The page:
* Dice fresh leeks in 1-inch pieces and saute with raisins in little butter until translucent. Add chopped walnuts and dress with salad oil and apple-honey vinegar. Serve chilled with ham, turkey, or pork.
* For roast chicken, lay between the skin and breast meat a mixture of sweet-and-rough mustard and raspberry or blueberry vinegar.
* For fresh steamed vegetables try a sauce of tarragon mustard with raspberry vinegar and toss all together.
Martha also shared these recipes from Panache. Chef's Pasta Salad 8 ounces rotini noodles (or spinach) 1 tablespoon olive oil 1 pound fresh green beans, cooked 5 tablespoons vinegar, cider or fruit 1 teaspoon herbes de Provence 1/4 cup salad oil 1/4 cup olive oil 2 cloves garlic, minced 1 teaspoon Dijon mustard 1/4 teaspoon sugar 1/8 teaspoon black pepper 1/4 pound dry salami, cut large dice 1/4 pound string cheese, shredded 1/4 cup red onion, chopped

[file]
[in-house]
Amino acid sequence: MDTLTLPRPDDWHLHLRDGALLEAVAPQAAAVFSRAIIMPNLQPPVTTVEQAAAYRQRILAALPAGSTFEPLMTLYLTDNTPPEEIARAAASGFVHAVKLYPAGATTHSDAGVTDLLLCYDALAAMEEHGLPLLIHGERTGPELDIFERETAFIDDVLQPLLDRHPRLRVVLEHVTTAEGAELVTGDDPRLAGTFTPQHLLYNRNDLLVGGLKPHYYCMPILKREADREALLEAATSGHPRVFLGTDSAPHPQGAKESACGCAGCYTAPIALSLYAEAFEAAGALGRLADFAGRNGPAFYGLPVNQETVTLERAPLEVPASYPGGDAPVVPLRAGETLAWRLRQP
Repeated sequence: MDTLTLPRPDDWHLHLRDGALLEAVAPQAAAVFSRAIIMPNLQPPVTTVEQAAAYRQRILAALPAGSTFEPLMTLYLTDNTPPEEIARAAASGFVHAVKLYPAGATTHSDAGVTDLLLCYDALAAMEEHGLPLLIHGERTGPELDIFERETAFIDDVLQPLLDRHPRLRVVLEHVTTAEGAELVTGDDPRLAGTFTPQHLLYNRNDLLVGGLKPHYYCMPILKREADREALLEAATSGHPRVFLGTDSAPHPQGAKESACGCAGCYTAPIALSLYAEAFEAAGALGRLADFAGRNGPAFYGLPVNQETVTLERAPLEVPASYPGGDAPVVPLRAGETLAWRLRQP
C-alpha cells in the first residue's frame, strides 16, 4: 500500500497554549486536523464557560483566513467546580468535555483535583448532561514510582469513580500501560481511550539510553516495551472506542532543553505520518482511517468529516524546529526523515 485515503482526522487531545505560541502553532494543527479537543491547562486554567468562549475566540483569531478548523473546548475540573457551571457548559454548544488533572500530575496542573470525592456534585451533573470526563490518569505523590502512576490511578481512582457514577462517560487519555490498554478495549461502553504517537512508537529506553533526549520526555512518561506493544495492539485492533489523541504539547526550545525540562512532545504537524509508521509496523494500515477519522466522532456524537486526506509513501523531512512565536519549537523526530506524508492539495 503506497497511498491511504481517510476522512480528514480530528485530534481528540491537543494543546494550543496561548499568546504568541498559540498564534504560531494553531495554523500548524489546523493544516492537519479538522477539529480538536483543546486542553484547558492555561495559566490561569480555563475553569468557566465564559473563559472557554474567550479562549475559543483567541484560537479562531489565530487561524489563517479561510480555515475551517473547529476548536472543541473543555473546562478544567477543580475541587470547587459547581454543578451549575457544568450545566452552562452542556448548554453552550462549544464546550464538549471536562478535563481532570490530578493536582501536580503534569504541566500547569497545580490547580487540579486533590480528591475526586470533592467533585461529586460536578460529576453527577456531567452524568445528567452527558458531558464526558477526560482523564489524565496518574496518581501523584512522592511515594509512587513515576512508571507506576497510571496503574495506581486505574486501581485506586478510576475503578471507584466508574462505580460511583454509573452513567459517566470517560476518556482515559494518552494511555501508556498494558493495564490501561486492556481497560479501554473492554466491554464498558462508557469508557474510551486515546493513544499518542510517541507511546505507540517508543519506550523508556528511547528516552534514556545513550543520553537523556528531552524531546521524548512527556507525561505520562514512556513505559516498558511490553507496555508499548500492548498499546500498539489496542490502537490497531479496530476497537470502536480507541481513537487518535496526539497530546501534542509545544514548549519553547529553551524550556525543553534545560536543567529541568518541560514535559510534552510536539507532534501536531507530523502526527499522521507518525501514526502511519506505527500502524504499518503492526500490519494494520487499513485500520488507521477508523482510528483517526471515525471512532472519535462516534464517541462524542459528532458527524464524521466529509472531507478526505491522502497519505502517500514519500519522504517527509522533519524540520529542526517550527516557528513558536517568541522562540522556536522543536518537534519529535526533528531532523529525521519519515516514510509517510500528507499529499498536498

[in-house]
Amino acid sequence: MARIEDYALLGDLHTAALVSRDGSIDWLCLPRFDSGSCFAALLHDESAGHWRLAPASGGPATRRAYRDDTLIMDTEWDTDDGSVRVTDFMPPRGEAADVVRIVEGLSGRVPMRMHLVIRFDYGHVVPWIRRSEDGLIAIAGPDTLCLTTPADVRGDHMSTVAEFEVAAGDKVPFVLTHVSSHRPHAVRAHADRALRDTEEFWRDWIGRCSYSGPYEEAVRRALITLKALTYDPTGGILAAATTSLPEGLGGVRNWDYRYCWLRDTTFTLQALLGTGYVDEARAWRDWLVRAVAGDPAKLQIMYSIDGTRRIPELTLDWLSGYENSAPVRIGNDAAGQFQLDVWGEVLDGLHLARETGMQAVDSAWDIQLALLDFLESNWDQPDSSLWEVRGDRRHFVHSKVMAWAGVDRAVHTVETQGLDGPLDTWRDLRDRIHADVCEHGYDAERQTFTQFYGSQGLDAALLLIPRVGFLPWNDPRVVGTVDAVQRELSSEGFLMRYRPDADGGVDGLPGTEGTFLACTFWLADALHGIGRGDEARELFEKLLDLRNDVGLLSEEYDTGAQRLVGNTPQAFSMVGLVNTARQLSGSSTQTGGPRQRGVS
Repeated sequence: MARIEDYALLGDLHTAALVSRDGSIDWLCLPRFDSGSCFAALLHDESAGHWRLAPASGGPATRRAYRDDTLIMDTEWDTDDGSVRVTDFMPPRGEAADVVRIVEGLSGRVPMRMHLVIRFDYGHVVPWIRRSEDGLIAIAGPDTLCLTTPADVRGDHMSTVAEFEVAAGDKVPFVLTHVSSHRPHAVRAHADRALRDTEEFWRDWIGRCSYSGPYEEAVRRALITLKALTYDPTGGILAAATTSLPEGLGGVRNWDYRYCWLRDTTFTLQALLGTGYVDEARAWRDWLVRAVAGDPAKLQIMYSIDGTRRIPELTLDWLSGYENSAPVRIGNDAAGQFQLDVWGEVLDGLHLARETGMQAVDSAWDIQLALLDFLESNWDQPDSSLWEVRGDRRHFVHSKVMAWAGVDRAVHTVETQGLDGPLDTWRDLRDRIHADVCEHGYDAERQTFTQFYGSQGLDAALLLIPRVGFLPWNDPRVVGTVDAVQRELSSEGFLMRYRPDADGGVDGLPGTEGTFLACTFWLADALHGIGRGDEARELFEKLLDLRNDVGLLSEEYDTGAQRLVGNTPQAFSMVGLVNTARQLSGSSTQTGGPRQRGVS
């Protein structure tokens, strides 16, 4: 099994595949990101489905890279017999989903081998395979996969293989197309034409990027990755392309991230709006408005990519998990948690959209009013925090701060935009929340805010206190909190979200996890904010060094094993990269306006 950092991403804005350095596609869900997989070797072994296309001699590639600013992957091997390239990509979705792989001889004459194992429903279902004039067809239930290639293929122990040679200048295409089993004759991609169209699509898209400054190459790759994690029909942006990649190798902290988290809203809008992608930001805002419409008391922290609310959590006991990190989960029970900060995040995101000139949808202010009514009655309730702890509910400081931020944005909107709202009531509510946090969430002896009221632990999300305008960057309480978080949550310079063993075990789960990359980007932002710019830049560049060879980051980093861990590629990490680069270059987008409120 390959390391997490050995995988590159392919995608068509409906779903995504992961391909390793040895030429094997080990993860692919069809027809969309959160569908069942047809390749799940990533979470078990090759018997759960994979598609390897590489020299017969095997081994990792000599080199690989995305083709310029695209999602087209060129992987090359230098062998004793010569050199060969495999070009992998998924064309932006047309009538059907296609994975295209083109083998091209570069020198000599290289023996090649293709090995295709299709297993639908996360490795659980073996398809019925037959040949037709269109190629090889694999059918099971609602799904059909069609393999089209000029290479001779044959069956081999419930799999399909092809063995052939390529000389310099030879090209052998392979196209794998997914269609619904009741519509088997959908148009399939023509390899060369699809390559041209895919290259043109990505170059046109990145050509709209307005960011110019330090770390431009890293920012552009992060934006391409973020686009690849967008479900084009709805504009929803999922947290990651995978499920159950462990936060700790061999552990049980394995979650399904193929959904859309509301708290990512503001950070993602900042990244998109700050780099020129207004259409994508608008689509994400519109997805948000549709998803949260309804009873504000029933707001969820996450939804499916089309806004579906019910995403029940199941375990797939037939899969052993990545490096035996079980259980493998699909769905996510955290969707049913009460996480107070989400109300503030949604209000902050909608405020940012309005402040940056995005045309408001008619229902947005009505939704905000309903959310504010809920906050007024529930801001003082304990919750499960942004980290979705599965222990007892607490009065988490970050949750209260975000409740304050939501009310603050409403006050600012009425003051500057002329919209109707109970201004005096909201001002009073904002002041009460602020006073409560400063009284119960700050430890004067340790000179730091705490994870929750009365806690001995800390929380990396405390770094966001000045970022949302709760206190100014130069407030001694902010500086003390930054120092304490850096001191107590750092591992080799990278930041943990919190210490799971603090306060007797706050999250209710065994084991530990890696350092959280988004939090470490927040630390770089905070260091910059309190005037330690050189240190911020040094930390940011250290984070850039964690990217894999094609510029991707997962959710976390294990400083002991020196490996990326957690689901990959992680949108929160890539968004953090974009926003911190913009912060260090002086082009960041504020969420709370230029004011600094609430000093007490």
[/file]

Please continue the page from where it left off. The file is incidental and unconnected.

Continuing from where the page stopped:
Rotini noodles are spiral shaped and Mrs. Rutherford uses half tomato flavored and half plain egg. (You may substitute half spinach and half plain noodles.) Cook noodles in water with 1 tablespoon oil until al dente. Drain well. Cut green beans in 1 1/2 inch lengths and steam until just barely done (broccoli flowerettes may be substituted).
Make vinaigrette of next 8 ingredients by combining and shaking well. Toss everything together and mellow for an hour before serving. Serves six luncheon courses or 10 side dishes. Italian Cheese and Ham Pie Pastry: 1 1/2 cups butter, melted 1/2 cup water 4 cups all-purpose flour